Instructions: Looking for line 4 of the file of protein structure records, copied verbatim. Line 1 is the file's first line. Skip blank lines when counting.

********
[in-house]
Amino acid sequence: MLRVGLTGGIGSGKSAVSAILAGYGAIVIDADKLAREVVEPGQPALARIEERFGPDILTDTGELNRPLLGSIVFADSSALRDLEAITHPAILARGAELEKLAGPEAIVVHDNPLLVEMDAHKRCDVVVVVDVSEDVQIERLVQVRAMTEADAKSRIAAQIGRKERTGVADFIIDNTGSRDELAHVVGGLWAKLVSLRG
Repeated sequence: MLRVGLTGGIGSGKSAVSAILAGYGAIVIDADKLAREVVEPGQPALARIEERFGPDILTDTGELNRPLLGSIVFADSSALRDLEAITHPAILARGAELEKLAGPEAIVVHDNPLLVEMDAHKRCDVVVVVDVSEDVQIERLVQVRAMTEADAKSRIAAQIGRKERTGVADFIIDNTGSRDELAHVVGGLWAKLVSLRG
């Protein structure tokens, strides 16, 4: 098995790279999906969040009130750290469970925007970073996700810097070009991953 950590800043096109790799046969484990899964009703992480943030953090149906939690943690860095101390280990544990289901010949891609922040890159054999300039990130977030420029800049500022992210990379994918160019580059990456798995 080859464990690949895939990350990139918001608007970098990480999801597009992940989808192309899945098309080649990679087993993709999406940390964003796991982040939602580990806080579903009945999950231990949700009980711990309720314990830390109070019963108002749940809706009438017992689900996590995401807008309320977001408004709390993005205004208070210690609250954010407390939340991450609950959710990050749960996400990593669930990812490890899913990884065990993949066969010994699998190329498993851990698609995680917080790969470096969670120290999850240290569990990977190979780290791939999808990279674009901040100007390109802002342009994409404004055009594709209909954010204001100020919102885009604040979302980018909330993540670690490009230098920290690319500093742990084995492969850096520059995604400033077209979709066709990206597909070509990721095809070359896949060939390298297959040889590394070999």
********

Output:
């Protein structure tokens, strides 16, 4: 098995790279999906969040009130750290469970925007970073996700810097070009991953 950590800043096109790799046969484990899964009703992480943030953090149906939690943690860095101390280990544990289901010949891609922040890159054999300039990130977030420029800049500022992210990379994918160019580059990456798995 080859464990690949895939990350990139918001608007970098990480999801597009992940989808192309899945098309080649990679087993993709999406940390964003796991982040939602580990806080579903009945999950231990949700009980711990309720314990830390109070019963108002749940809706009438017992689900996590995401807008309320977001408004709390993005205004208070210690609250954010407390939340991450609950959710990050749960996400990593669930990812490890899913990884065990993949066969010994699998190329498993851990698609995680917080790969470096969670120290999850240290569990990977190979780290791939999808990279674009901040100007390109802002342009994409404004055009594709209909954010204001100020919102885009604040979302980018909330993540670690490009230098920290690319500093742990084995492969850096520059995604400033077209979709066709990206597909070509990721095809070359896949060939390298297959040889590394070999």